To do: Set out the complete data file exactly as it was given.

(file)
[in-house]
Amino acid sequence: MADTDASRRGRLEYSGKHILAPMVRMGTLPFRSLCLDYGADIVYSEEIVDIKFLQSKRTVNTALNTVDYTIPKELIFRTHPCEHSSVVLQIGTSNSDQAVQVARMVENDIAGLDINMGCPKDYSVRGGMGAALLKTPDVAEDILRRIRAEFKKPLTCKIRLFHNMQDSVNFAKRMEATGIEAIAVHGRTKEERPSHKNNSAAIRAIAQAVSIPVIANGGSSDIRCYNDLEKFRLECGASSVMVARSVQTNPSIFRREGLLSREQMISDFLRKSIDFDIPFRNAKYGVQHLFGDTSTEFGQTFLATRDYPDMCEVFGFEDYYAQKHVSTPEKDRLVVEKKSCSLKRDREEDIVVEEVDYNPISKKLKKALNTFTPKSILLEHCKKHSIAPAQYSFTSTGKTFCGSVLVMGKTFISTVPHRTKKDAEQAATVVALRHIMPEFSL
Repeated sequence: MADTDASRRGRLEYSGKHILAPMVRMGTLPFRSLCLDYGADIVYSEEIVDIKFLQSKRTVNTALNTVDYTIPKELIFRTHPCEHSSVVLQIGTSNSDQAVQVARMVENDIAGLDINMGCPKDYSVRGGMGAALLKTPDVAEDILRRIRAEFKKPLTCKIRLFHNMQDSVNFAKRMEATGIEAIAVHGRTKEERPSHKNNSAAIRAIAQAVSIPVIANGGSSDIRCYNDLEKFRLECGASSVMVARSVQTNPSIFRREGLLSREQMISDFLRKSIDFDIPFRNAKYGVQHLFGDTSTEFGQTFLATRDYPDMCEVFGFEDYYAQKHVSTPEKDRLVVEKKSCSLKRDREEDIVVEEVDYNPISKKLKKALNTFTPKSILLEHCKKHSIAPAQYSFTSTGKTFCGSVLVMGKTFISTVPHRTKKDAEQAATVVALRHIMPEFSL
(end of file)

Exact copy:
[in-house]
Amino acid sequence: MADTDASRRGRLEYSGKHILAPMVRMGTLPFRSLCLDYGADIVYSEEIVDIKFLQSKRTVNTALNTVDYTIPKELIFRTHPCEHSSVVLQIGTSNSDQAVQVARMVENDIAGLDINMGCPKDYSVRGGMGAALLKTPDVAEDILRRIRAEFKKPLTCKIRLFHNMQDSVNFAKRMEATGIEAIAVHGRTKEERPSHKNNSAAIRAIAQAVSIPVIANGGSSDIRCYNDLEKFRLECGASSVMVARSVQTNPSIFRREGLLSREQMISDFLRKSIDFDIPFRNAKYGVQHLFGDTSTEFGQTFLATRDYPDMCEVFGFEDYYAQKHVSTPEKDRLVVEKKSCSLKRDREEDIVVEEVDYNPISKKLKKALNTFTPKSILLEHCKKHSIAPAQYSFTSTGKTFCGSVLVMGKTFISTVPHRTKKDAEQAATVVALRHIMPEFSL
Repeated sequence: MADTDASRRGRLEYSGKHILAPMVRMGTLPFRSLCLDYGADIVYSEEIVDIKFLQSKRTVNTALNTVDYTIPKELIFRTHPCEHSSVVLQIGTSNSDQAVQVARMVENDIAGLDINMGCPKDYSVRGGMGAALLKTPDVAEDILRRIRAEFKKPLTCKIRLFHNMQDSVNFAKRMEATGIEAIAVHGRTKEERPSHKNNSAAIRAIAQAVSIPVIANGGSSDIRCYNDLEKFRLECGASSVMVARSVQTNPSIFRREGLLSREQMISDFLRKSIDFDIPFRNAKYGVQHLFGDTSTEFGQTFLATRDYPDMCEVFGFEDYYAQKHVSTPEKDRLVVEKKSCSLKRDREEDIVVEEVDYNPISKKLKKALNTFTPKSILLEHCKKHSIAPAQYSFTSTGKTFCGSVLVMGKTFISTVPHRTKKDAEQAATVVALRHIMPEFSL